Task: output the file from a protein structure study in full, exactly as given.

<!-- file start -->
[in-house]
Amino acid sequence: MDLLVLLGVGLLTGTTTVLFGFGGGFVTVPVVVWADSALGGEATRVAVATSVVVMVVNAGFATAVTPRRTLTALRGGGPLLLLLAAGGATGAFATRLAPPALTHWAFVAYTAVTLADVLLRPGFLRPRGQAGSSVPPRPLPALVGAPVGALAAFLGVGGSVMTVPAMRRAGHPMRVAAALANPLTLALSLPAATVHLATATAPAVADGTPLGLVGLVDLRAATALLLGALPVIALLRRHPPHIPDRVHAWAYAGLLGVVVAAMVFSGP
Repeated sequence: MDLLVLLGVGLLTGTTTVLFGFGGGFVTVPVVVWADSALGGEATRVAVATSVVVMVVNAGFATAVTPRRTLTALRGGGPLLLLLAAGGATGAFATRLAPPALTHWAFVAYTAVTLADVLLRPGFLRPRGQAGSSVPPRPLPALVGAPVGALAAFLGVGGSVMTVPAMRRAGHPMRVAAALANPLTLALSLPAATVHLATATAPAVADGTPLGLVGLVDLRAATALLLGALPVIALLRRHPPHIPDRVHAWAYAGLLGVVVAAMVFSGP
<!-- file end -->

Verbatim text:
[in-house]
Amino acid sequence: MDLLVLLGVGLLTGTTTVLFGFGGGFVTVPVVVWADSALGGEATRVAVATSVVVMVVNAGFATAVTPRRTLTALRGGGPLLLLLAAGGATGAFATRLAPPALTHWAFVAYTAVTLADVLLRPGFLRPRGQAGSSVPPRPLPALVGAPVGALAAFLGVGGSVMTVPAMRRAGHPMRVAAALANPLTLALSLPAATVHLATATAPAVADGTPLGLVGLVDLRAATALLLGALPVIALLRRHPPHIPDRVHAWAYAGLLGVVVAAMVFSGP
Repeated sequence: MDLLVLLGVGLLTGTTTVLFGFGGGFVTVPVVVWADSALGGEATRVAVATSVVVMVVNAGFATAVTPRRTLTALRGGGPLLLLLAAGGATGAFATRLAPPALTHWAFVAYTAVTLADVLLRPGFLRPRGQAGSSVPPRPLPALVGAPVGALAAFLGVGGSVMTVPAMRRAGHPMRVAAALANPLTLALSLPAATVHLATATAPAVADGTPLGLVGLVDLRAATALLLGALPVIALLRRHPPHIPDRVHAWAYAGLLGVVVAAMVFSGP